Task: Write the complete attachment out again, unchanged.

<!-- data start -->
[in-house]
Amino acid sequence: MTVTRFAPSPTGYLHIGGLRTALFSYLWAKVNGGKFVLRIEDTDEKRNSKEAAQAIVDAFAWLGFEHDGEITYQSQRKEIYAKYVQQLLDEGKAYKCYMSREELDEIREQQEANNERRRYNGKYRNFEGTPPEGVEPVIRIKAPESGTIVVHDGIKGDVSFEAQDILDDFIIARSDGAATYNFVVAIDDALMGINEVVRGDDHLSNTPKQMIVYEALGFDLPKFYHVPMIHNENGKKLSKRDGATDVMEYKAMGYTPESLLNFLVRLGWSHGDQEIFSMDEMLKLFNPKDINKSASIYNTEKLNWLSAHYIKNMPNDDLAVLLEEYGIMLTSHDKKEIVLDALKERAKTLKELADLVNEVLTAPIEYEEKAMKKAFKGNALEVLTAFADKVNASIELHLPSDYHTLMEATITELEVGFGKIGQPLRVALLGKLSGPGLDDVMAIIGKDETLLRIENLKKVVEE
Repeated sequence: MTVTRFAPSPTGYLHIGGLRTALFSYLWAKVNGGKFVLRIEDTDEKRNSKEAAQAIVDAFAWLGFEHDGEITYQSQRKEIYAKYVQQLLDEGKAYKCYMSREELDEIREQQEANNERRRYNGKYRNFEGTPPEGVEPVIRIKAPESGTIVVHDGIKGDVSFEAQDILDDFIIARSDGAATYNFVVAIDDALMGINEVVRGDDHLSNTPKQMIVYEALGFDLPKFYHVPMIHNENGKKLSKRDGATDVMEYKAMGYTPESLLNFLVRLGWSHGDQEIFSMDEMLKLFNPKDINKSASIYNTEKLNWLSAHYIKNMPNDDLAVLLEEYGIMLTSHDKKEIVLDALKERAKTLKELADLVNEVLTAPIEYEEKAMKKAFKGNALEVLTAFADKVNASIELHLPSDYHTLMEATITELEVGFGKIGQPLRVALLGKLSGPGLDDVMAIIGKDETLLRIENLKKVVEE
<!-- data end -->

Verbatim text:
[in-house]
Amino acid sequence: MTVTRFAPSPTGYLHIGGLRTALFSYLWAKVNGGKFVLRIEDTDEKRNSKEAAQAIVDAFAWLGFEHDGEITYQSQRKEIYAKYVQQLLDEGKAYKCYMSREELDEIREQQEANNERRRYNGKYRNFEGTPPEGVEPVIRIKAPESGTIVVHDGIKGDVSFEAQDILDDFIIARSDGAATYNFVVAIDDALMGINEVVRGDDHLSNTPKQMIVYEALGFDLPKFYHVPMIHNENGKKLSKRDGATDVMEYKAMGYTPESLLNFLVRLGWSHGDQEIFSMDEMLKLFNPKDINKSASIYNTEKLNWLSAHYIKNMPNDDLAVLLEEYGIMLTSHDKKEIVLDALKERAKTLKELADLVNEVLTAPIEYEEKAMKKAFKGNALEVLTAFADKVNASIELHLPSDYHTLMEATITELEVGFGKIGQPLRVALLGKLSGPGLDDVMAIIGKDETLLRIENLKKVVEE
Repeated sequence: MTVTRFAPSPTGYLHIGGLRTALFSYLWAKVNGGKFVLRIEDTDEKRNSKEAAQAIVDAFAWLGFEHDGEITYQSQRKEIYAKYVQQLLDEGKAYKCYMSREELDEIREQQEANNERRRYNGKYRNFEGTPPEGVEPVIRIKAPESGTIVVHDGIKGDVSFEAQDILDDFIIARSDGAATYNFVVAIDDALMGINEVVRGDDHLSNTPKQMIVYEALGFDLPKFYHVPMIHNENGKKLSKRDGATDVMEYKAMGYTPESLLNFLVRLGWSHGDQEIFSMDEMLKLFNPKDINKSASIYNTEKLNWLSAHYIKNMPNDDLAVLLEEYGIMLTSHDKKEIVLDALKERAKTLKELADLVNEVLTAPIEYEEKAMKKAFKGNALEVLTAFADKVNASIELHLPSDYHTLMEATITELEVGFGKIGQPLRVALLGKLSGPGLDDVMAIIGKDETLLRIENLKKVVEE